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Substance use and misuse (including over-the-counter medications, herbal medications and intoxication) or withdrawal are often missed as a cause of anxiety, hence it is important to screen for these. 

Prevalence, cost and functional impact

Anxiety disorders, as conceptualised in ­previous classification systems such as DSM-IV (that included OCD and PTSD as anxiety disorders), form the most ­common class of mental disorders.3-6 The second ­Australian Survey of Mental Health and Wellbeing, based on the DSM-IV, ­estimated that one in seven adults (14.4% of the population) experienced an anxiety disorder in the past 12 months. A very similar rate (14.8%) was estimated in New Zealand.7,8 SAD is the most prevalent anxiety disorder, followed by GAD and panic disorder/agoraphobia (Table 2).8,9 Anxiety disorders are more common in women than men; in people who are separated, divorced or widowed; and those who are less educated or unemployed. Demographic status may be both a consequence and a cause of anxiety disorders.10 

Anxiety disorders are associated with high levels of distress, disability and service use.10 In the second Australian Survey of Mental Health and Wellbeing, in people who met criteria for an anxiety disorder, about half reported an inability to work or do normal tasks for less than one day during the previous month because of anxiety, a third reported one to seven days and one-sixth reported more than seven days. 

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Onset and course

Anxiety disorders typically start early in life (Table 3), and prevalence declines with age.7,11 Developing an anxiety disorder after the age of 40 years is uncommon, and so when a person over 40 presents with an initial onset of an anxiety disorder, alternative causes of anxiety such as mood disorders, alcohol and substance use ­disorders, trauma, physical illness or its treatment should be considered.9,10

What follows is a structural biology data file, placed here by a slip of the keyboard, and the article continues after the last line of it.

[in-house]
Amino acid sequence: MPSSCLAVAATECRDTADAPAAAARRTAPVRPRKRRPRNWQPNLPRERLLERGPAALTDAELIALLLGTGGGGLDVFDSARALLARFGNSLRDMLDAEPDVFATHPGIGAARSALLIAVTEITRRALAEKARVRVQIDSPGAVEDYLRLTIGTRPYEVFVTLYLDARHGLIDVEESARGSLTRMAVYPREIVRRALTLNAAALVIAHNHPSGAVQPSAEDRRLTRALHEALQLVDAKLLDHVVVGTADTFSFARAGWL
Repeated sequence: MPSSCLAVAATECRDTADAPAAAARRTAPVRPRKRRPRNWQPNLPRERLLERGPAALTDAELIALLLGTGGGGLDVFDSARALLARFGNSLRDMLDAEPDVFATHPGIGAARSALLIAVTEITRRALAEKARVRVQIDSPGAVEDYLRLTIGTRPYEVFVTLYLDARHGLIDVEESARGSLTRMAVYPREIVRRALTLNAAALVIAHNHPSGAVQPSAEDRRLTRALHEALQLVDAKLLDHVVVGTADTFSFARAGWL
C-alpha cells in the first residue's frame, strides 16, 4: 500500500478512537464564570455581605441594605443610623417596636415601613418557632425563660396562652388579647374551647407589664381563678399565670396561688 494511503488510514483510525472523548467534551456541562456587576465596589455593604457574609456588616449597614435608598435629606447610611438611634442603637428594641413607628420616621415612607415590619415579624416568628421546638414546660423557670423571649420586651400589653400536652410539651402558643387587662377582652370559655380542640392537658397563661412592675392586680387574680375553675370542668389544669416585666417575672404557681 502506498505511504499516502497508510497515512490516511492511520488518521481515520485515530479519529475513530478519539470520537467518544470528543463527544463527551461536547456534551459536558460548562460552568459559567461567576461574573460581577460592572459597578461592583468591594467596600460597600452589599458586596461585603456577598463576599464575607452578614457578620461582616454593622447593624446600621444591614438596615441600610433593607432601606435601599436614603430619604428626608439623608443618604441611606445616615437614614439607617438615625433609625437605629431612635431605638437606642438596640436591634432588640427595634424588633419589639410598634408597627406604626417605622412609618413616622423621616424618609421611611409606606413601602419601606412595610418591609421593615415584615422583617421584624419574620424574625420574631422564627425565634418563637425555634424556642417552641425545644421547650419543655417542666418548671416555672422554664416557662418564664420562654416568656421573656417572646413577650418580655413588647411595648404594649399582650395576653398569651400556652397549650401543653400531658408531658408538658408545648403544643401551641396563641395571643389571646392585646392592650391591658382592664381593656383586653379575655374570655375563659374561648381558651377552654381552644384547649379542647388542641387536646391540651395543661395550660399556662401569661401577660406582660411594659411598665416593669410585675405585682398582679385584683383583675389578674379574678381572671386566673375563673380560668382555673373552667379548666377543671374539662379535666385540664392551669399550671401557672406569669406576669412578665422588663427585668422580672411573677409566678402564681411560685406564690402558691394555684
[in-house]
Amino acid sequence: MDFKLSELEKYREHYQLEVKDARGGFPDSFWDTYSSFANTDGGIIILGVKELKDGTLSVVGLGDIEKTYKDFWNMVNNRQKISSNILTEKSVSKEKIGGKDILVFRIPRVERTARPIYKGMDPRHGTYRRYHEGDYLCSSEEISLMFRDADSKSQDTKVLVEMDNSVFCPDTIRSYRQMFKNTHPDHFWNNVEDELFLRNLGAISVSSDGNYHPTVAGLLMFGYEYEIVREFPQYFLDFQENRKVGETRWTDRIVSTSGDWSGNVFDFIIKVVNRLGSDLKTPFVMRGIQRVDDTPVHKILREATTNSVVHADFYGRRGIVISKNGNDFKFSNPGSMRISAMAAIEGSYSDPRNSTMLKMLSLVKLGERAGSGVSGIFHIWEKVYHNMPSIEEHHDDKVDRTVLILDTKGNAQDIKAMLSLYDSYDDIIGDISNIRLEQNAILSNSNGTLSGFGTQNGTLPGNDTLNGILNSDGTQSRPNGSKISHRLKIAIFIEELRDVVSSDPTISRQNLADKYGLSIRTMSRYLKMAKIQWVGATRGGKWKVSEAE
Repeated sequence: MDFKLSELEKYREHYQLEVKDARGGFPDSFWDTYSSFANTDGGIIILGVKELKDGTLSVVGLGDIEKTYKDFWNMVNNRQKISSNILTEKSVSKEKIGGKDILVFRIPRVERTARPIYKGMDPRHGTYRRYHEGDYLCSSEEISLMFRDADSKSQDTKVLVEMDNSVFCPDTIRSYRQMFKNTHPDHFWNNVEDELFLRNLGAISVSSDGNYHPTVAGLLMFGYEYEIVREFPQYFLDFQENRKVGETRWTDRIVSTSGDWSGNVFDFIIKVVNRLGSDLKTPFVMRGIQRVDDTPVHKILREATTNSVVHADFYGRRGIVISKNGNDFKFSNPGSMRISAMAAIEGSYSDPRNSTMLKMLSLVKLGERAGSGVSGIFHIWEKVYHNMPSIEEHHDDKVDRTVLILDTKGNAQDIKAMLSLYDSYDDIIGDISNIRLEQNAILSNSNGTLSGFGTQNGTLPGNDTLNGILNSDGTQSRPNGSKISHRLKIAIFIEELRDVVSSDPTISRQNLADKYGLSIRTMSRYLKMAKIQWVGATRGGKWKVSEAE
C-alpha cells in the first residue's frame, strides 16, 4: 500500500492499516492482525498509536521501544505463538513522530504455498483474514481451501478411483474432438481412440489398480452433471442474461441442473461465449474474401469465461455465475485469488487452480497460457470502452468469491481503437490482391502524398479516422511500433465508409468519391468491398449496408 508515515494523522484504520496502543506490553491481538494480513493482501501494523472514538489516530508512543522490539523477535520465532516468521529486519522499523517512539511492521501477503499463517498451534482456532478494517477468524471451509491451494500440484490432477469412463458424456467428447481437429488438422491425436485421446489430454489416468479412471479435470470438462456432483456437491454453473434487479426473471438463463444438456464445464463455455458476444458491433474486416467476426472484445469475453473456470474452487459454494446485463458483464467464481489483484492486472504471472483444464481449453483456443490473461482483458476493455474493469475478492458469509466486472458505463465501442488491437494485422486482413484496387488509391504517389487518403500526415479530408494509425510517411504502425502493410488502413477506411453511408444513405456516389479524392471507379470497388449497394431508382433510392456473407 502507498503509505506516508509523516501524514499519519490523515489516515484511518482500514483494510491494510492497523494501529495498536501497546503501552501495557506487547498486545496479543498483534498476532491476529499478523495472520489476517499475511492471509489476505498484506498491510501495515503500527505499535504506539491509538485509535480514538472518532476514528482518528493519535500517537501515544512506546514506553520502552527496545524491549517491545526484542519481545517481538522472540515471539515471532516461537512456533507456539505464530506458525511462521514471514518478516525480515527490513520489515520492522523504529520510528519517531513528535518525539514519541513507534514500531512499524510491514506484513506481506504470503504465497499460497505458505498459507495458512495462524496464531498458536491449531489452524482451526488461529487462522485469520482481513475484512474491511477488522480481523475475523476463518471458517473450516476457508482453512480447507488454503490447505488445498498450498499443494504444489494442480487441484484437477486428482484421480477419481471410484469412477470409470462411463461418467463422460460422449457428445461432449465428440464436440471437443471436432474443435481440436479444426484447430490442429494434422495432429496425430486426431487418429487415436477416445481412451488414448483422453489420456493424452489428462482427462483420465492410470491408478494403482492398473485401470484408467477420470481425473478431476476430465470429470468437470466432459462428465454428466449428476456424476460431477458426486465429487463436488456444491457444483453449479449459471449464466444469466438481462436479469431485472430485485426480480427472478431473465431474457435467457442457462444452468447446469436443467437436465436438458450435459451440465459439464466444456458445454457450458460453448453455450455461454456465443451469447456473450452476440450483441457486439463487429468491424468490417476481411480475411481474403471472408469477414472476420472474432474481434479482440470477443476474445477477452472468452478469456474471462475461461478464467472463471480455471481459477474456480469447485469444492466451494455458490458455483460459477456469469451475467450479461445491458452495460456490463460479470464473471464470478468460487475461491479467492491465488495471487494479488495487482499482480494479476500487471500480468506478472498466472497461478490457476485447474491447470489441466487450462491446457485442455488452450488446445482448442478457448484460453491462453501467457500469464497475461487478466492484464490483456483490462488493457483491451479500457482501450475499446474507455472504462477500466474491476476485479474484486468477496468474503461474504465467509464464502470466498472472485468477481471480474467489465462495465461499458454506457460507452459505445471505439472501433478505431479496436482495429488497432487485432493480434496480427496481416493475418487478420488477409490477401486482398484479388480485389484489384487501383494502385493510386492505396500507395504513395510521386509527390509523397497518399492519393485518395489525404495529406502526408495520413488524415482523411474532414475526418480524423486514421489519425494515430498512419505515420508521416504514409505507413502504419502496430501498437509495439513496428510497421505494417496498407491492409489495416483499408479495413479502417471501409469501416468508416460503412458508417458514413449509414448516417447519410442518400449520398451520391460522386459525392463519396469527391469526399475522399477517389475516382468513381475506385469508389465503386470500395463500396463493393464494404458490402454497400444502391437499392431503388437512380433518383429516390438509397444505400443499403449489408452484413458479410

Panic disorder often follows a waxing and waning course with periods of increased anxiety (characterised by worsening or episodic flares of symptoms) and periods of remission in between. Some experience a fluctuating course with exacerbations that are often precipitated by life-event stress, excess caffeine, sleep disruption, physical illness or hormonal changes, whereas others have a more chronic course. Only a minority have complete, sustained remission without relapse.12-14 

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Dr Wilkins is a Consultant Psychiatrist in private practice and a tutor at the School of Medicine, University of Notre Dame, Sydney. Professor Andrews is Emeritus Professor of Psychiatry at UNSW; and 2018 retired Director of Clinical Research Unit for Anxiety and Depression, UNSW Sydney School of Psychiatry, St Vincent’s Hospital, Sydney. Associate Professor Bell is Associate Professor in the Department of Psychological Medicine, University of Otago, Christchurch. Professor Boyce is Professor of Psychiatry at The University of Sydney, Sydney. Dr Gale is a Consultant Psychiatrist and Senior Lecturer in the Department of Psychological Medicine, Dunedin School of Medicine, University of Otago, Dunedin, New Zealand. Professor Rapee is a Distinguished Professor of Psychology; ARC Laureate Fellow; and Founding Director of the Centre for Emotional Health, Department of Psychology, Macquarie University, Sydney. Associate Professor Lampe is Discipline Lead and Psychiatry Program Convenor for the Joint Medical Program (BMedSc/MD), School of Medicine and Public Health, University of Newcastle, Newcastle, NSW. All authors were members of the 2018 RANZCP Clinical Practice Guidelines Team for Panic Disorder, Social Anxiety Disorder and Generalised Anxiety Disorder, Melbourne, Vic.